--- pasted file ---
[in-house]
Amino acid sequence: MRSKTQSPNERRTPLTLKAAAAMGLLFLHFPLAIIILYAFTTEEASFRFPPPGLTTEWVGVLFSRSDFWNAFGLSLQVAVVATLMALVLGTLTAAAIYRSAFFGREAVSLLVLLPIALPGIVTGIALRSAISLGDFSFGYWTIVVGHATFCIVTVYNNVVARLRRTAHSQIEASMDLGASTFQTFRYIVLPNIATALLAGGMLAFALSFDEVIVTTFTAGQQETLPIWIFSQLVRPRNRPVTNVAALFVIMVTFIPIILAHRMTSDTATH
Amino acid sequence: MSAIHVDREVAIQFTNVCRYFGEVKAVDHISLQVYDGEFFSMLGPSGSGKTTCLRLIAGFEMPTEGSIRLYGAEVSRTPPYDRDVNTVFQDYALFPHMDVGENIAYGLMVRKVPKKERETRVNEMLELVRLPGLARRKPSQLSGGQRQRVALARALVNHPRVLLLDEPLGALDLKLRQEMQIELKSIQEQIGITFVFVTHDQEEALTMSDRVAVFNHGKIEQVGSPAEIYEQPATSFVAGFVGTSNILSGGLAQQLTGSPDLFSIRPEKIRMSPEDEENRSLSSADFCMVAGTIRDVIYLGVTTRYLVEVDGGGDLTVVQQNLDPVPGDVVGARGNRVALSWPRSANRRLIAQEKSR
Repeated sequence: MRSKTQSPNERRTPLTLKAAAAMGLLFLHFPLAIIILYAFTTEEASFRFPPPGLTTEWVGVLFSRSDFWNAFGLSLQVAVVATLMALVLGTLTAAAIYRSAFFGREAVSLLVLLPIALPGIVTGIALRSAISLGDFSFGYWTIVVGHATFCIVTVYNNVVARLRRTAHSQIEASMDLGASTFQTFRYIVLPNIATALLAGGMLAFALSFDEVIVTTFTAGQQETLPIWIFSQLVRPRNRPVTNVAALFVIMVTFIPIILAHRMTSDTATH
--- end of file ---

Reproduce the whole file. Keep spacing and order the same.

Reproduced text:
[in-house]
Amino acid sequence: MRSKTQSPNERRTPLTLKAAAAMGLLFLHFPLAIIILYAFTTEEASFRFPPPGLTTEWVGVLFSRSDFWNAFGLSLQVAVVATLMALVLGTLTAAAIYRSAFFGREAVSLLVLLPIALPGIVTGIALRSAISLGDFSFGYWTIVVGHATFCIVTVYNNVVARLRRTAHSQIEASMDLGASTFQTFRYIVLPNIATALLAGGMLAFALSFDEVIVTTFTAGQQETLPIWIFSQLVRPRNRPVTNVAALFVIMVTFIPIILAHRMTSDTATH
Amino acid sequence: MSAIHVDREVAIQFTNVCRYFGEVKAVDHISLQVYDGEFFSMLGPSGSGKTTCLRLIAGFEMPTEGSIRLYGAEVSRTPPYDRDVNTVFQDYALFPHMDVGENIAYGLMVRKVPKKERETRVNEMLELVRLPGLARRKPSQLSGGQRQRVALARALVNHPRVLLLDEPLGALDLKLRQEMQIELKSIQEQIGITFVFVTHDQEEALTMSDRVAVFNHGKIEQVGSPAEIYEQPATSFVAGFVGTSNILSGGLAQQLTGSPDLFSIRPEKIRMSPEDEENRSLSSADFCMVAGTIRDVIYLGVTTRYLVEVDGGGDLTVVQQNLDPVPGDVVGARGNRVALSWPRSANRRLIAQEKSR
Repeated sequence: MRSKTQSPNERRTPLTLKAAAAMGLLFLHFPLAIIILYAFTTEEASFRFPPPGLTTEWVGVLFSRSDFWNAFGLSLQVAVVATLMALVLGTLTAAAIYRSAFFGREAVSLLVLLPIALPGIVTGIALRSAISLGDFSFGYWTIVVGHATFCIVTVYNNVVARLRRTAHSQIEASMDLGASTFQTFRYIVLPNIATALLAGGMLAFALSFDEVIVTTFTAGQQETLPIWIFSQLVRPRNRPVTNVAALFVIMVTFIPIILAHRMTSDTATH